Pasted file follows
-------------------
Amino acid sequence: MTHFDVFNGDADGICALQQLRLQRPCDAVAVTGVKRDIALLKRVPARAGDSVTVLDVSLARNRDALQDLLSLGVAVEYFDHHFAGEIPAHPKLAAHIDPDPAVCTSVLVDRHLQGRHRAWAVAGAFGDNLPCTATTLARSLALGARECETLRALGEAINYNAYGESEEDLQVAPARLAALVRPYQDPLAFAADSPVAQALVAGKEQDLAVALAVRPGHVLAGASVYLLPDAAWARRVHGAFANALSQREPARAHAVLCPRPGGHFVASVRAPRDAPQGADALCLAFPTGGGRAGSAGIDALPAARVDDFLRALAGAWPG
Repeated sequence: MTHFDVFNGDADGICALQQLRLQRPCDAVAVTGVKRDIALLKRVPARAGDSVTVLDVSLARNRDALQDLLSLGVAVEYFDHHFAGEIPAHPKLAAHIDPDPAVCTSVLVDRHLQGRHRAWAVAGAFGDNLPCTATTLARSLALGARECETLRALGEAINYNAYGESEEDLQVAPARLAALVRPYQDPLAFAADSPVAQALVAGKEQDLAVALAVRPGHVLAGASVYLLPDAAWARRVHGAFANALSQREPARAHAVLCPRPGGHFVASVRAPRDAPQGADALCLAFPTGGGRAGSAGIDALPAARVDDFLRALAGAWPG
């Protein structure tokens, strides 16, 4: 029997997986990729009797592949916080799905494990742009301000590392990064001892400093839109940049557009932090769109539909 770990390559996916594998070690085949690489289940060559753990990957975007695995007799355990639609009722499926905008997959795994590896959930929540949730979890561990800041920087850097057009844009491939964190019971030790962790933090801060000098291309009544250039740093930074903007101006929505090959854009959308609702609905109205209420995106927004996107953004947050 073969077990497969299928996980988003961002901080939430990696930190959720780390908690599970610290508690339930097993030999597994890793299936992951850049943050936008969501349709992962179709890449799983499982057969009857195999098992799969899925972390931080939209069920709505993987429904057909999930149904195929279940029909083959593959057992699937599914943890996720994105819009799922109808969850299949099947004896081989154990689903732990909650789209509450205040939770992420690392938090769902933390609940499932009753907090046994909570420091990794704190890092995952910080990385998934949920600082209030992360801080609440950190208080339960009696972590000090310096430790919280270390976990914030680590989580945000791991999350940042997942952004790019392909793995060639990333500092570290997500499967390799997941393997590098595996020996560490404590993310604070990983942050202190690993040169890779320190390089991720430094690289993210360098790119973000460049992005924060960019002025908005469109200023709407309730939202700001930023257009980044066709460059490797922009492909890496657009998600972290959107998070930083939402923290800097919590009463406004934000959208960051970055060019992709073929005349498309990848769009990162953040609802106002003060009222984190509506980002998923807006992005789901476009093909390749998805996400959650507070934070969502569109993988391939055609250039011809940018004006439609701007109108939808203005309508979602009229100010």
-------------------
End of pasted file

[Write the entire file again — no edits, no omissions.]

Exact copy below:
Amino acid sequence: MTHFDVFNGDADGICALQQLRLQRPCDAVAVTGVKRDIALLKRVPARAGDSVTVLDVSLARNRDALQDLLSLGVAVEYFDHHFAGEIPAHPKLAAHIDPDPAVCTSVLVDRHLQGRHRAWAVAGAFGDNLPCTATTLARSLALGARECETLRALGEAINYNAYGESEEDLQVAPARLAALVRPYQDPLAFAADSPVAQALVAGKEQDLAVALAVRPGHVLAGASVYLLPDAAWARRVHGAFANALSQREPARAHAVLCPRPGGHFVASVRAPRDAPQGADALCLAFPTGGGRAGSAGIDALPAARVDDFLRALAGAWPG
Repeated sequence: MTHFDVFNGDADGICALQQLRLQRPCDAVAVTGVKRDIALLKRVPARAGDSVTVLDVSLARNRDALQDLLSLGVAVEYFDHHFAGEIPAHPKLAAHIDPDPAVCTSVLVDRHLQGRHRAWAVAGAFGDNLPCTATTLARSLALGARECETLRALGEAINYNAYGESEEDLQVAPARLAALVRPYQDPLAFAADSPVAQALVAGKEQDLAVALAVRPGHVLAGASVYLLPDAAWARRVHGAFANALSQREPARAHAVLCPRPGGHFVASVRAPRDAPQGADALCLAFPTGGGRAGSAGIDALPAARVDDFLRALAGAWPG
């Protein structure tokens, strides 16, 4: 029997997986990729009797592949916080799905494990742009301000590392990064001892400093839109940049557009932090769109539909 770990390559996916594998070690085949690489289940060559753990990957975007695995007799355990639609009722499926905008997959795994590896959930929540949730979890561990800041920087850097057009844009491939964190019971030790962790933090801060000098291309009544250039740093930074903007101006929505090959854009959308609702609905109205209420995106927004996107953004947050 073969077990497969299928996980988003961002901080939430990696930190959720780390908690599970610290508690339930097993030999597994890793299936992951850049943050936008969501349709992962179709890449799983499982057969009857195999098992799969899925972390931080939209069920709505993987429904057909999930149904195929279940029909083959593959057992699937599914943890996720994105819009799922109808969850299949099947004896081989154990689903732990909650789209509450205040939770992420690392938090769902933390609940499932009753907090046994909570420091990794704190890092995952910080990385998934949920600082209030992360801080609440950190208080339960009696972590000090310096430790919280270390976990914030680590989580945000791991999350940042997942952004790019392909793995060639990333500092570290997500499967390799997941393997590098595996020996560490404590993310604070990983942050202190690993040169890779320190390089991720430094690289993210360098790119973000460049992005924060960019002025908005469109200023709407309730939202700001930023257009980044066709460059490797922009492909890496657009998600972290959107998070930083939402923290800097919590009463406004934000959208960051970055060019992709073929005349498309990848769009990162953040609802106002003060009222984190509506980002998923807006992005789901476009093909390749998805996400959650507070934070969502569109993988391939055609250039011809940018004006439609701007109108939808203005309508979602009229100010």